Talks are still ongoing and any resolutions are not expected anytime soon, says group CEO
by RAHIMI YUNUS / pic by BLOOMBERG
MALAYSIA Airlines Bhd (MAB) is still ironing out a solution over the RM23 billion purchase of Boeing 737 Max, which continues to be grounded and is costing billions of dollars in losses to the global aviation industry.
The loss-making national carrier ordered 25 737 Max from Boeing Co with another 25 purchase rights in a deal valued at US$5.5 billion (RM23 billion). The delivery of the planes is expected to start next year.
But two incidents involving Boeing’s best-selling jetliner that claimed the lives of 346 people, forced aviation authorities around the globe to temporary end the aircraft flying time.
MAB group CEO Captain Izham Ismail said talks with the Seattle-based plane maker are still ongoing and any resolutions are not expected anytime soon.
“We are still in discussion for options with Boeing on Max 8. It is a long process,” Izham told The Malaysian Reserve recently.
It is not known whether the agreement between MAB and Boeing provides for cancellation as the latter continues to grapple to find a solution after two of the narrow-body twin-engine jetliners crashed after takeoff.
MAB is not the only carrier which is facing a dilemma over its orders. In July, Saudi Arabian low-cost carrier (LCC) Flyadeal became the first carrier to cancel the 737 Max orders, axing its 50 orders worth US$5.9 billion. The carrier instead chose A320neo from Boeing’s competitor, Airbus SE.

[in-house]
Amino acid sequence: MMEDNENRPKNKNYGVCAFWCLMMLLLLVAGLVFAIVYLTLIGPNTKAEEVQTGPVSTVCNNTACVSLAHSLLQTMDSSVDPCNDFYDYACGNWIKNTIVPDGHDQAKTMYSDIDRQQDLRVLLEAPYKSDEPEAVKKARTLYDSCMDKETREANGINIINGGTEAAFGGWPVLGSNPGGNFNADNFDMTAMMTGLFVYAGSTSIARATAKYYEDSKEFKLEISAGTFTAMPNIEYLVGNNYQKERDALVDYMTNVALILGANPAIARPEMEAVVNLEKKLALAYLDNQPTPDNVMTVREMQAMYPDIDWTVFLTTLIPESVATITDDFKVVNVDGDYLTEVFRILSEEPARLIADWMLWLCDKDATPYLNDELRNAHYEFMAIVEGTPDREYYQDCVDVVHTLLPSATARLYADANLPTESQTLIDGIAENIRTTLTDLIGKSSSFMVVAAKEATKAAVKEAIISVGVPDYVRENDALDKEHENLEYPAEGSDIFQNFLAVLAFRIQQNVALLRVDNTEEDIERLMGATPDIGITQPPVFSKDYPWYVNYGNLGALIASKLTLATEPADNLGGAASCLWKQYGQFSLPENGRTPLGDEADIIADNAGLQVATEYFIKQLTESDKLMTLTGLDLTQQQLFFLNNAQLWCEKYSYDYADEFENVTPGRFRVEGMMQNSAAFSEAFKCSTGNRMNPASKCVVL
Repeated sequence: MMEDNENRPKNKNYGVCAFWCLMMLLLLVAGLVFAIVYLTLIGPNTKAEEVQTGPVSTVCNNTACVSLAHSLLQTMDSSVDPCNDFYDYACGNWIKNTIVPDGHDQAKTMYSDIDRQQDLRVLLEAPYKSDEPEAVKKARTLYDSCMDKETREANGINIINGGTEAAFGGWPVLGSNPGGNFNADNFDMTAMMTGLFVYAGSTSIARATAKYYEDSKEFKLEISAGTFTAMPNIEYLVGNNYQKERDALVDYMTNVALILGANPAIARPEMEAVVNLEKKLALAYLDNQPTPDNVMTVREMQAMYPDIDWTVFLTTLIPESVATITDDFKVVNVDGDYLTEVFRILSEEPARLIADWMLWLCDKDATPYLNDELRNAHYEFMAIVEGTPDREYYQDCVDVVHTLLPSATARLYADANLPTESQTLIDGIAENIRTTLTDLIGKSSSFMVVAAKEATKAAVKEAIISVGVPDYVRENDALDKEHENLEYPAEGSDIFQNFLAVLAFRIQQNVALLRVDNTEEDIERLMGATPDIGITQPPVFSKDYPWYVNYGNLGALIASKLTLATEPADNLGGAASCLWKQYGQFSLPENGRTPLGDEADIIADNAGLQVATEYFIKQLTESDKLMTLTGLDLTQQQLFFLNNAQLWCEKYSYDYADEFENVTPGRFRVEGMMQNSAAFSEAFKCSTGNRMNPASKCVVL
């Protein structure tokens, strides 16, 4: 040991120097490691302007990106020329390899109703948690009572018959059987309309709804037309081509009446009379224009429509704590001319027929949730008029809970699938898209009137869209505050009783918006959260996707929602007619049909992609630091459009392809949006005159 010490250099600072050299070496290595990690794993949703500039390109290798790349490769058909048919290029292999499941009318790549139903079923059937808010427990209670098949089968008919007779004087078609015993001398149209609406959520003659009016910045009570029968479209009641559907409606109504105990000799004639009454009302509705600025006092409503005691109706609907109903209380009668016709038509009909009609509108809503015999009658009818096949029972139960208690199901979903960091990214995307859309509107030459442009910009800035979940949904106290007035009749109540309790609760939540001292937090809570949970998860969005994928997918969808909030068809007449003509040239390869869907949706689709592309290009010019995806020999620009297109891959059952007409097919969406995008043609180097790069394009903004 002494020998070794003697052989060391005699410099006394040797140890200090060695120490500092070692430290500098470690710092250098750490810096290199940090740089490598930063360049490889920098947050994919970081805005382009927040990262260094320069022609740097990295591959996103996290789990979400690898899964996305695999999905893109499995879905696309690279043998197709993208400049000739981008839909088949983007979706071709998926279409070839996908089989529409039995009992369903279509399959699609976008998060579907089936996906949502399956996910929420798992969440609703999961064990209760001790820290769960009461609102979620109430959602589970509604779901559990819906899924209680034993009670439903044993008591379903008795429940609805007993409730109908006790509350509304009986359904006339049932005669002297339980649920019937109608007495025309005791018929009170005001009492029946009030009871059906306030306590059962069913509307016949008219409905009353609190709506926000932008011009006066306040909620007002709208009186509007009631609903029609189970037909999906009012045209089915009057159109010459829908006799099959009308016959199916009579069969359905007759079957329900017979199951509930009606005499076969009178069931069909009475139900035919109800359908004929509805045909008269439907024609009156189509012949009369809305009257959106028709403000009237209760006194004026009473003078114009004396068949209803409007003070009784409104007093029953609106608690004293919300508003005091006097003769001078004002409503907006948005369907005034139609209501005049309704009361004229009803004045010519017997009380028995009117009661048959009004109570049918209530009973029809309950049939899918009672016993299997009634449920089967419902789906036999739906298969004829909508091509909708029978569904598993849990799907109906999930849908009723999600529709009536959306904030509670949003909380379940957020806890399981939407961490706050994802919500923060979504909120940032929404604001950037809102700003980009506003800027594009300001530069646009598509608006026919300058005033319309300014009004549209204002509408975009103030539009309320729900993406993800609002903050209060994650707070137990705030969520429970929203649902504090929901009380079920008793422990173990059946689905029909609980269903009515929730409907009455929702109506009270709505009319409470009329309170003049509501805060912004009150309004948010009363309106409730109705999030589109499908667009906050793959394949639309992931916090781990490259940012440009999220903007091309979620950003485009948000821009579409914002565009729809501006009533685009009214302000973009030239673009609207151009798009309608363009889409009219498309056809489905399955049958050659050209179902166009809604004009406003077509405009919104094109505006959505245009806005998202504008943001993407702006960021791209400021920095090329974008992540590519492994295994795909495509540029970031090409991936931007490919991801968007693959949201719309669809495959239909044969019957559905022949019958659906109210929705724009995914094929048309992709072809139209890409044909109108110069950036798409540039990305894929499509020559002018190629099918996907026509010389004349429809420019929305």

Europe’s largest LCC Ryanair Ltd has reportedly dropped the word “Max” on the plane livery, signalling a rebranding of the aircraft for re-entry to service.
Airbus is seen profiting from Boeing’s 737 Max predicaments as carriers look for substitutes.
MAB is in dire financial straits over its future, including whether the government will pare down its stakes to save billions of taxpayers’ money. Billions have already been spent on the carrier, including the RM6 billion capital injection in 2014.
Cancellations of the Boeing 737 Max could provide a respite to the carrier which is formulating another turnaround plan.
The grounding of Boeing 737 Max, which enters the sixth month, had impacted the industry. Carriers across the globe had cancelled thousands of flights as the plane was removed from operation. Hiring of pilots had been halted and carriers’ expansion hit a wall.
Carriers like MAB are talking to Boeing as they await aviation authorities’ green light over the safety of Boeing 737 Max.
Boeing, the world’s largest plane manufacturer had suffered US$4.9 billion in losses related to the global grounding of the 737 Max.